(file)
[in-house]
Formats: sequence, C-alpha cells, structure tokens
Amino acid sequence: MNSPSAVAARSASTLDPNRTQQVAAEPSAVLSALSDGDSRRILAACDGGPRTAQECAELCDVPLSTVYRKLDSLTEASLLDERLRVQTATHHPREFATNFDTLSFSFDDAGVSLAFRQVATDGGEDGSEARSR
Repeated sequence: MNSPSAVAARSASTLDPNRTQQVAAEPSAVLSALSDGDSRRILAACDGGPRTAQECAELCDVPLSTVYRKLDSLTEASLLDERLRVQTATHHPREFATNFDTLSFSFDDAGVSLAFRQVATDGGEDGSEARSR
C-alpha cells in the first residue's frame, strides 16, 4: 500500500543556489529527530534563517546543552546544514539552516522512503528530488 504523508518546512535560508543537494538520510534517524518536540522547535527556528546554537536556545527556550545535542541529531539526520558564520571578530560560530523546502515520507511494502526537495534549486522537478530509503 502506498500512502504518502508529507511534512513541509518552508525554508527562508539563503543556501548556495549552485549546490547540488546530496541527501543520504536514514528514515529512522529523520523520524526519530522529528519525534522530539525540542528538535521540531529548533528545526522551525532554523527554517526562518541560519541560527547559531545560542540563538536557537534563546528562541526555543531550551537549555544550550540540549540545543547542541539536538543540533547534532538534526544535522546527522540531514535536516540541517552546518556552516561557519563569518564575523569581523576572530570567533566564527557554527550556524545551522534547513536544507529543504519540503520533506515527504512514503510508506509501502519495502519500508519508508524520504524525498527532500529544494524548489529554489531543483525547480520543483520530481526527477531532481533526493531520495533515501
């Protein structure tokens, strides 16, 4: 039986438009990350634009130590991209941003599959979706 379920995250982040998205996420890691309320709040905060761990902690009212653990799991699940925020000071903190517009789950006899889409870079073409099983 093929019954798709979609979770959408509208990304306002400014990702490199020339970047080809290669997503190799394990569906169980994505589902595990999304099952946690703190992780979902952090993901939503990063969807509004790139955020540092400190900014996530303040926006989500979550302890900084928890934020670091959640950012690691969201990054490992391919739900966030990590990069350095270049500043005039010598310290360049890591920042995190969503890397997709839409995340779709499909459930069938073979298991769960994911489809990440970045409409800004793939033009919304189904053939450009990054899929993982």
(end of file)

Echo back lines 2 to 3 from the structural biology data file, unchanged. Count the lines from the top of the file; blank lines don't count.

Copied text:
Formats: sequence, C-alpha cells, structure tokens
Amino acid sequence: MNSPSAVAARSASTLDPNRTQQVAAEPSAVLSALSDGDSRRILAACDGGPRTAQECAELCDVPLSTVYRKLDSLTEASLLDERLRVQTATHHPREFATNFDTLSFSFDDAGVSLAFRQVATDGGEDGSEARSR